The Eurasian world of the 24th Century is in the grip of Rajak the Magnificent, one of the most efficiently ruthless totalitarian tyrants ever produced by history. The dreaded security guards are everywhere. The only escape is the time dimension. But what if the Time Vortex breaks down? To what unknown realms - of past, future or probability - will the travellers be transported?
Mike Grafton, on the run from the security forces, finds himself changing places with Benjamin Bathurst, the true life Missing Diplomat of the early 19th Century, who vanished and was never seen again.
What happens to these men, torn from their environments, into unknown realms? Will the Liberationist forces succeed in destroying Rajak the Magnificent? But perhaps the greatest question of all is the possibility of Time Travel: will man ultimately conquer time as he is even know conquering space?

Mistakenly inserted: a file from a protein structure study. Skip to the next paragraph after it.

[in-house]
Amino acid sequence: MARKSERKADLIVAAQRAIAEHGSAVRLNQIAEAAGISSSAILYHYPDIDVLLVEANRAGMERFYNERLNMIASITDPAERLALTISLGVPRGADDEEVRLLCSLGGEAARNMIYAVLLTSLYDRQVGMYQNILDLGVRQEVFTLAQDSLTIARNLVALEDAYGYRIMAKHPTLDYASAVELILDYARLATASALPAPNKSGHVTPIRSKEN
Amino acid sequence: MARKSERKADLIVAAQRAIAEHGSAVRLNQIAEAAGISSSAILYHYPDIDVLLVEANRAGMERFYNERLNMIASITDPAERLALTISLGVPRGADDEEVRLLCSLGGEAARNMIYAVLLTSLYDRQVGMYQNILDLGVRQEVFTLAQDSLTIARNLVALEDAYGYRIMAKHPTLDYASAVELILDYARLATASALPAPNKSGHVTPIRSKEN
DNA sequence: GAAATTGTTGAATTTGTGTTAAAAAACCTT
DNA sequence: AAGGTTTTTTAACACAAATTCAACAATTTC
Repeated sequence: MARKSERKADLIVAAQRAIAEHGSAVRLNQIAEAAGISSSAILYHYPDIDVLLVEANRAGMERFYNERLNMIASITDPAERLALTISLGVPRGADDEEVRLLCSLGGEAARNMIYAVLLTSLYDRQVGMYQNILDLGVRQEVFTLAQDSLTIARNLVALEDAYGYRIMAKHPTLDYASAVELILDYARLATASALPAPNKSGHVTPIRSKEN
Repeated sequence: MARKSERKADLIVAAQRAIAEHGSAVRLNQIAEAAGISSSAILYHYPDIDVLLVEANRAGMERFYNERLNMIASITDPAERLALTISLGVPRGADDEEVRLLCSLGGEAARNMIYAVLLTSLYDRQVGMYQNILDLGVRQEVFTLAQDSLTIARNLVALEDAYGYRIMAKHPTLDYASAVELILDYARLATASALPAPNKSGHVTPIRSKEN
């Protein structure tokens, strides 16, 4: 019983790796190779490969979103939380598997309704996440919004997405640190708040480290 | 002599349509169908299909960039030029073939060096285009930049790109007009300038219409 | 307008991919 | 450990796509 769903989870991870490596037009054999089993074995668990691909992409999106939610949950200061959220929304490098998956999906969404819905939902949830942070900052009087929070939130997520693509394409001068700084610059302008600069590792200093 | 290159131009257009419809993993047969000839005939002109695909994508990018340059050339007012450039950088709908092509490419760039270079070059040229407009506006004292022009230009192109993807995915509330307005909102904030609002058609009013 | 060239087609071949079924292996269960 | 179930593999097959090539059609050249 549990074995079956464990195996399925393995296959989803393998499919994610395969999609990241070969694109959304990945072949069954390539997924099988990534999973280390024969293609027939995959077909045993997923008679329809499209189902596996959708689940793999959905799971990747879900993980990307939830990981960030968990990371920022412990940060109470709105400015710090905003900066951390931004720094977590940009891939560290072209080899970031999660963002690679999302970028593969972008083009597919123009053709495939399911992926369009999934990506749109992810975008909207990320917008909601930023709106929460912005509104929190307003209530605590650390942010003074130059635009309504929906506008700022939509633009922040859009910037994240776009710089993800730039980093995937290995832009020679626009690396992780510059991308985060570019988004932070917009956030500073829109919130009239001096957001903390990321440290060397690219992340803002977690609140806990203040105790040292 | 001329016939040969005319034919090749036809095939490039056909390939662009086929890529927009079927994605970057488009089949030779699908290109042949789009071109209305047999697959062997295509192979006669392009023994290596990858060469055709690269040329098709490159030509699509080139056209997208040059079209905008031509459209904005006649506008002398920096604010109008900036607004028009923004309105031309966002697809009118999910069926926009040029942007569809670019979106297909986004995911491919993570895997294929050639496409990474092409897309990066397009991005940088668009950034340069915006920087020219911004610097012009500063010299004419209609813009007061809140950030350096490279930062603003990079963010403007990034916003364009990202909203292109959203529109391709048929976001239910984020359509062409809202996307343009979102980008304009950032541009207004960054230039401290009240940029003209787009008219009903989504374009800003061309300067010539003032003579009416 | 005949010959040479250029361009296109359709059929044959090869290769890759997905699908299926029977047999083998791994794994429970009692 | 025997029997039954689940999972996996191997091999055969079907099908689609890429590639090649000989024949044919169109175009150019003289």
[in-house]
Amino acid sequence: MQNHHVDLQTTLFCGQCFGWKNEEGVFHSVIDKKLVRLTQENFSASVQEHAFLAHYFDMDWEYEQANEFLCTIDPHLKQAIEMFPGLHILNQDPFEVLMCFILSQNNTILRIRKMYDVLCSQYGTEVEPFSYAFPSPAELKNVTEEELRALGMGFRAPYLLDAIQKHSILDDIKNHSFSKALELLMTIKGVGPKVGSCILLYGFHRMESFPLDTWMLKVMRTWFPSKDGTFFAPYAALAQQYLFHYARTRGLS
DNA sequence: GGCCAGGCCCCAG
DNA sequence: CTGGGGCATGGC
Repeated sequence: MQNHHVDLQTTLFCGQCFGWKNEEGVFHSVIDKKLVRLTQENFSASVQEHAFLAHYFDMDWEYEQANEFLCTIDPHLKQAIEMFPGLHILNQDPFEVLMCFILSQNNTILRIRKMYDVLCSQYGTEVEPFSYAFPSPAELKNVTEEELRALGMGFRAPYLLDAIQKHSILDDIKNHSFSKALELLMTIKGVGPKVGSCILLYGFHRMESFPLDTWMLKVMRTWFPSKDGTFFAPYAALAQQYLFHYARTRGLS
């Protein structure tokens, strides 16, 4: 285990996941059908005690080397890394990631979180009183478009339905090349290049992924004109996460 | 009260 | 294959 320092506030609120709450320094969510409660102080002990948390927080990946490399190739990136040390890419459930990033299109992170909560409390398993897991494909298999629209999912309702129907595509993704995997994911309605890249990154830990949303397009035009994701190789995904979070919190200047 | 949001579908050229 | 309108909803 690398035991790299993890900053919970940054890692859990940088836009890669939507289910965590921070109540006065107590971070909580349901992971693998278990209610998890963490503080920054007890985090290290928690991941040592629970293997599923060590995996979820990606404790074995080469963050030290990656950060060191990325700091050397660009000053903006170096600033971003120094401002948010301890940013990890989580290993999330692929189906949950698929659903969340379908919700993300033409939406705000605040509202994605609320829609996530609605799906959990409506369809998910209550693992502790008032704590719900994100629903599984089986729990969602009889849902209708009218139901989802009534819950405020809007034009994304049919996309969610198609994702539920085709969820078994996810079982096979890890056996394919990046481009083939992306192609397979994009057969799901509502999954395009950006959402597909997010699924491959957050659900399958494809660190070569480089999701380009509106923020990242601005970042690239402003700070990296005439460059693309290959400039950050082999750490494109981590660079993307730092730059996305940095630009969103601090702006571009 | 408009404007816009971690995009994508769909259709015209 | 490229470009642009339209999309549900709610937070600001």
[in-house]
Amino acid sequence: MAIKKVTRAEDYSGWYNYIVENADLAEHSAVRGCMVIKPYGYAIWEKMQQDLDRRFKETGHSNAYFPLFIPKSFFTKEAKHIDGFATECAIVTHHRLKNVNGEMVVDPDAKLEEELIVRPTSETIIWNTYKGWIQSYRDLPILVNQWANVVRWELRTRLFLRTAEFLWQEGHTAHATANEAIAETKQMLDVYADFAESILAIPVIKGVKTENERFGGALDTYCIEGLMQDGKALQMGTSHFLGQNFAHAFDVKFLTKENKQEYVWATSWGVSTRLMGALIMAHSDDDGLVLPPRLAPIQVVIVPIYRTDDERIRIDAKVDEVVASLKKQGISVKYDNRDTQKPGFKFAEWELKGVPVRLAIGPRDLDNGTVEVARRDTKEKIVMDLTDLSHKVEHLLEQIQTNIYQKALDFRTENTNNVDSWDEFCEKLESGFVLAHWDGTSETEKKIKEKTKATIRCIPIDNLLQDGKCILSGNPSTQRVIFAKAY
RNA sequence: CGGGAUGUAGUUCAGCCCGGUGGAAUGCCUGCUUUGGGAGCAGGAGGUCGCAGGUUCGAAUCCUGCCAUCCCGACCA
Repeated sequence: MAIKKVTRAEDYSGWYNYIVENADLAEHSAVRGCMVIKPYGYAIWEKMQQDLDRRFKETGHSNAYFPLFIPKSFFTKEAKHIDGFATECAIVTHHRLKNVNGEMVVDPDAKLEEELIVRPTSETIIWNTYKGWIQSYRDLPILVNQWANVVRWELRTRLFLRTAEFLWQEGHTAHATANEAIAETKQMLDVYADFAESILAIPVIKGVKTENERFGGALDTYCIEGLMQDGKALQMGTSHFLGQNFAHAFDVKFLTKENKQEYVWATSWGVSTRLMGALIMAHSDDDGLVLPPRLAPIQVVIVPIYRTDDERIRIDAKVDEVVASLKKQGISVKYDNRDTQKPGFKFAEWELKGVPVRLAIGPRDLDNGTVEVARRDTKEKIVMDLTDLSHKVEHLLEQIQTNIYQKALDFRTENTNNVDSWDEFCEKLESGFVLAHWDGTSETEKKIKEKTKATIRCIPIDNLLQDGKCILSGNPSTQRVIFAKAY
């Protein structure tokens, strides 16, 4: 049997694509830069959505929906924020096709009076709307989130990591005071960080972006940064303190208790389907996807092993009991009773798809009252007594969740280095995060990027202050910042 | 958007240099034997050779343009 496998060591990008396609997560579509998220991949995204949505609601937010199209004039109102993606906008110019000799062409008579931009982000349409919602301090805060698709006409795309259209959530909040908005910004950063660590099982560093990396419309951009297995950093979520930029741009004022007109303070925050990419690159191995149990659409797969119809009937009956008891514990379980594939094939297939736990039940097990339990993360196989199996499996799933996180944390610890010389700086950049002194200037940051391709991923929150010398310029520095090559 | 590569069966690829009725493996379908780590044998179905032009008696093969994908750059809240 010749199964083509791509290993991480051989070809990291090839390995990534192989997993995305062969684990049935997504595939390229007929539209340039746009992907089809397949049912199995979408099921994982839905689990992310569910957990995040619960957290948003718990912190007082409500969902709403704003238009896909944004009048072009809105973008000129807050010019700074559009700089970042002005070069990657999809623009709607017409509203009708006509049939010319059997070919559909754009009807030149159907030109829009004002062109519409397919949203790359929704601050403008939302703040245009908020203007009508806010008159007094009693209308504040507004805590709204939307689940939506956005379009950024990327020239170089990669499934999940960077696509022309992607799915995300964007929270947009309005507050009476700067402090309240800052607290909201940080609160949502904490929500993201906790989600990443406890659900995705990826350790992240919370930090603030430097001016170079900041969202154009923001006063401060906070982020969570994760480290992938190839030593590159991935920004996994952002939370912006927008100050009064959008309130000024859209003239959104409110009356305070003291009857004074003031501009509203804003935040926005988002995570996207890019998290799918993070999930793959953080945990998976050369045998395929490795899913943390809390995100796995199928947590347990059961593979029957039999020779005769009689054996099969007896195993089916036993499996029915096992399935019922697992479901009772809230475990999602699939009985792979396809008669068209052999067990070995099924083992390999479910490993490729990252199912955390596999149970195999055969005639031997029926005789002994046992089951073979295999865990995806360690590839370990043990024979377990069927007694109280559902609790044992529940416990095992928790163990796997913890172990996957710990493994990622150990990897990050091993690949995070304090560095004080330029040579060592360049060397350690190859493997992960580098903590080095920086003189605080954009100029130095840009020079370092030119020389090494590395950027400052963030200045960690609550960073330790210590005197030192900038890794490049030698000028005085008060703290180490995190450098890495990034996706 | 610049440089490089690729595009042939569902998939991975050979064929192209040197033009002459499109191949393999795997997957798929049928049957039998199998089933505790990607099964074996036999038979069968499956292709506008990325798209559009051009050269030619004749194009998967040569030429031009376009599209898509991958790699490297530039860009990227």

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Golden Age Science Fiction, Poor Editing
Like a lot of Golden Age Science Fiction, this is an idea-driven plot driven by two-dimensional characters. It is a bit of a slog to get through, especially the ten page lecture on Euclidean geometry complete with equations that is delivered by a character during an escape from evil forces intent on killing them. Historically, it helps show how far the field has come.
That said, the copy-editing is horrible, especially in the later section — it is as if the proof-reader gave up midway through correcting the OCR errors (although given that lecture in the middle, it wouldn’t be surprising).